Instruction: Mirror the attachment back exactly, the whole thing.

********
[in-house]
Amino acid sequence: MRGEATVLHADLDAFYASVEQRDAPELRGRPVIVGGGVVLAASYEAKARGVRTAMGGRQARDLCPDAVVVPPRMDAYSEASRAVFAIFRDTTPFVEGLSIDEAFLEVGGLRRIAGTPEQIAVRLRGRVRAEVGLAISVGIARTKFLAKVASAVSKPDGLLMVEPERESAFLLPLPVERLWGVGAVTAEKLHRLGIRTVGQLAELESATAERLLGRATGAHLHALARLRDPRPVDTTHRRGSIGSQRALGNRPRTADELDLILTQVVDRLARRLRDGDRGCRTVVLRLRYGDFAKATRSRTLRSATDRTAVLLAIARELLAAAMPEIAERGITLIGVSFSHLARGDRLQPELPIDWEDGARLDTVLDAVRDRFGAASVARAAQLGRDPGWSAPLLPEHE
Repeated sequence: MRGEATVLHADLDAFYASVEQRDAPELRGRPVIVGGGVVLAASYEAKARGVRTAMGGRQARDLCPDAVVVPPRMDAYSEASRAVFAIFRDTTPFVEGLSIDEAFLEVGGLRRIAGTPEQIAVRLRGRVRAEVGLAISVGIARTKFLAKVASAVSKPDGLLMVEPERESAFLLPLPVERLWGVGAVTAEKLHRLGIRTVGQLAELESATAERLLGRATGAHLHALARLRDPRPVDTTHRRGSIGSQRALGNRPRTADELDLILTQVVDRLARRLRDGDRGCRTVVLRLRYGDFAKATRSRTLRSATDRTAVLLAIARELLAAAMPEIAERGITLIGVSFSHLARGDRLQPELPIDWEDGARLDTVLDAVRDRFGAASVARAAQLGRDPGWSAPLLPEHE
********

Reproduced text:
[in-house]
Amino acid sequence: MRGEATVLHADLDAFYASVEQRDAPELRGRPVIVGGGVVLAASYEAKARGVRTAMGGRQARDLCPDAVVVPPRMDAYSEASRAVFAIFRDTTPFVEGLSIDEAFLEVGGLRRIAGTPEQIAVRLRGRVRAEVGLAISVGIARTKFLAKVASAVSKPDGLLMVEPERESAFLLPLPVERLWGVGAVTAEKLHRLGIRTVGQLAELESATAERLLGRATGAHLHALARLRDPRPVDTTHRRGSIGSQRALGNRPRTADELDLILTQVVDRLARRLRDGDRGCRTVVLRLRYGDFAKATRSRTLRSATDRTAVLLAIARELLAAAMPEIAERGITLIGVSFSHLARGDRLQPELPIDWEDGARLDTVLDAVRDRFGAASVARAAQLGRDPGWSAPLLPEHE
Repeated sequence: MRGEATVLHADLDAFYASVEQRDAPELRGRPVIVGGGVVLAASYEAKARGVRTAMGGRQARDLCPDAVVVPPRMDAYSEASRAVFAIFRDTTPFVEGLSIDEAFLEVGGLRRIAGTPEQIAVRLRGRVRAEVGLAISVGIARTKFLAKVASAVSKPDGLLMVEPERESAFLLPLPVERLWGVGAVTAEKLHRLGIRTVGQLAELESATAERLLGRATGAHLHALARLRDPRPVDTTHRRGSIGSQRALGNRPRTADELDLILTQVVDRLARRLRDGDRGCRTVVLRLRYGDFAKATRSRTLRSATDRTAVLLAIARELLAAAMPEIAERGITLIGVSFSHLARGDRLQPELPIDWEDGARLDTVLDAVRDRFGAASVARAAQLGRDPGWSAPLLPEHE